Evil in Wales

Edmund Jones. The Appearance of Evil: Apparitions of Spirits in Wales. Edited, with an introduction, by John Harvey. University of Wales Press, 2003
A number of the books of evidences of the supernatural were published in the seventeenth and eighteenth centuries, aimed at combat ‘Sadducees’ and atheists. This book is a late example of this genre

Edmund Jones (1702-93), was a Welsh Nonconformist minister, and this work, originally published as A Relation of Apparitions and Spirits in the Principality of Wales in 1780 assembled sets of supernatural memorates from around Wales to such a purpose. The tales generally relate of events supposed to have happened in Jones’s own lifetime or at least those of his informants, and include a number of first hand stories, including his own wondrous experiences.

Some of these tales relate to what today would be called poltergeist outbreaks, some belong to the fairy tradition, others relate to local beliefs such as corpse candles or the terrible noises which presage deaths. There are motifs which suggest the continuation of pre-Christian traditions; apparitions which demand that the living throw the apparition’s money or belongings into a nearby river, as once treasures were sent as sacrifices to the divinities of the water.

There are also stories which today would fall into the UFO domain, strange lights and strange, unearthly beings, tales of people being taken by ‘them’ to remote locations and returned, or perhaps especially Messrs Willams and Hanbury’s encounter with a strange light or object “a white thing in the form of a pyramid . . . broad at the bottom and narrowing towards the top” about 10 yards tall and 10 yards broad at the bottom. Similar descriptions appear in modern UFO literature.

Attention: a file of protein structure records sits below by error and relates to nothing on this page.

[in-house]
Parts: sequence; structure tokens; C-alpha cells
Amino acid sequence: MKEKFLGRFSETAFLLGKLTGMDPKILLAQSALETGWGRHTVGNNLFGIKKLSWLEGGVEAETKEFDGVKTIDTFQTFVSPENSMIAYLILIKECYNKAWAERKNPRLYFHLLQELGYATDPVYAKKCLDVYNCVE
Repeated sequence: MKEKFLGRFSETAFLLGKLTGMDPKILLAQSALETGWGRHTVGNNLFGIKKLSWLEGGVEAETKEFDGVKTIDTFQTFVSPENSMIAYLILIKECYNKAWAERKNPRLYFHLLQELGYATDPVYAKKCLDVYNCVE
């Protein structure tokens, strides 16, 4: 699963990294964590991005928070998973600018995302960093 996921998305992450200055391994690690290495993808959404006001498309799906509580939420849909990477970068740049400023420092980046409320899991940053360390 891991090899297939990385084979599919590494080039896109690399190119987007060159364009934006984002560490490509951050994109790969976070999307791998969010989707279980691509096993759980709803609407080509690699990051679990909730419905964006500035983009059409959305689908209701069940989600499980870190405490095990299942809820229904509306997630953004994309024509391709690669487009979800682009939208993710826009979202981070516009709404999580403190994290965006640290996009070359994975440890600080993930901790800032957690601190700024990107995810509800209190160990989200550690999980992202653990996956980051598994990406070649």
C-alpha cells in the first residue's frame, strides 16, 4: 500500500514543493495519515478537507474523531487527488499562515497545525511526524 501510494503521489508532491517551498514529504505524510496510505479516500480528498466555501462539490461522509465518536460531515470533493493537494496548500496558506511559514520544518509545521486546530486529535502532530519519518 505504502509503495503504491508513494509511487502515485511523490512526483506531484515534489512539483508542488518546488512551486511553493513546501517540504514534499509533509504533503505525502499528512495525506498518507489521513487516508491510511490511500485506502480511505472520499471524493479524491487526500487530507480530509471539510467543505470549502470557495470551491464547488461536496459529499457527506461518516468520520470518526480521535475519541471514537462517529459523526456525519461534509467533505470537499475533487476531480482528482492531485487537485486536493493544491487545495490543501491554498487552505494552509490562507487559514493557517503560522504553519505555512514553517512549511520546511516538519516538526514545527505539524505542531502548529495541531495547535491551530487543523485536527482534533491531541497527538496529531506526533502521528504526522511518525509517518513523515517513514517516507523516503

Most accounts are suffixed with attacks on the dreaded Deists, Sadducees, atheists, infidels and the like, and at times one almost expects to see references to Pelicanists!.

John Harvey, who specialises in the study of religious folk art, sees in the apparitions culturally influenced imaginative imagery, derived from both folk art and folk narrative, but leaves neutral whether these are simply the creatures of the imagination, or whether they represent a perception or articulation in familiar terms the truly other. The value of this book is of source of supernatural lore and wondrous experiences from a culture which is increasingly remote from our own.

In his conclusion Harvey also draws attention to the Welsh revival of 1904/5, Kevin McClure’s treatment of which can be found on our website.

This collection reminds us that we cannot take such narratives out of their cultural milieu, modern day interpretations in terms of technical intelligences may appear as quaint to future generations as Jones’ religious speculations do to us.  -- Peter Rogerson

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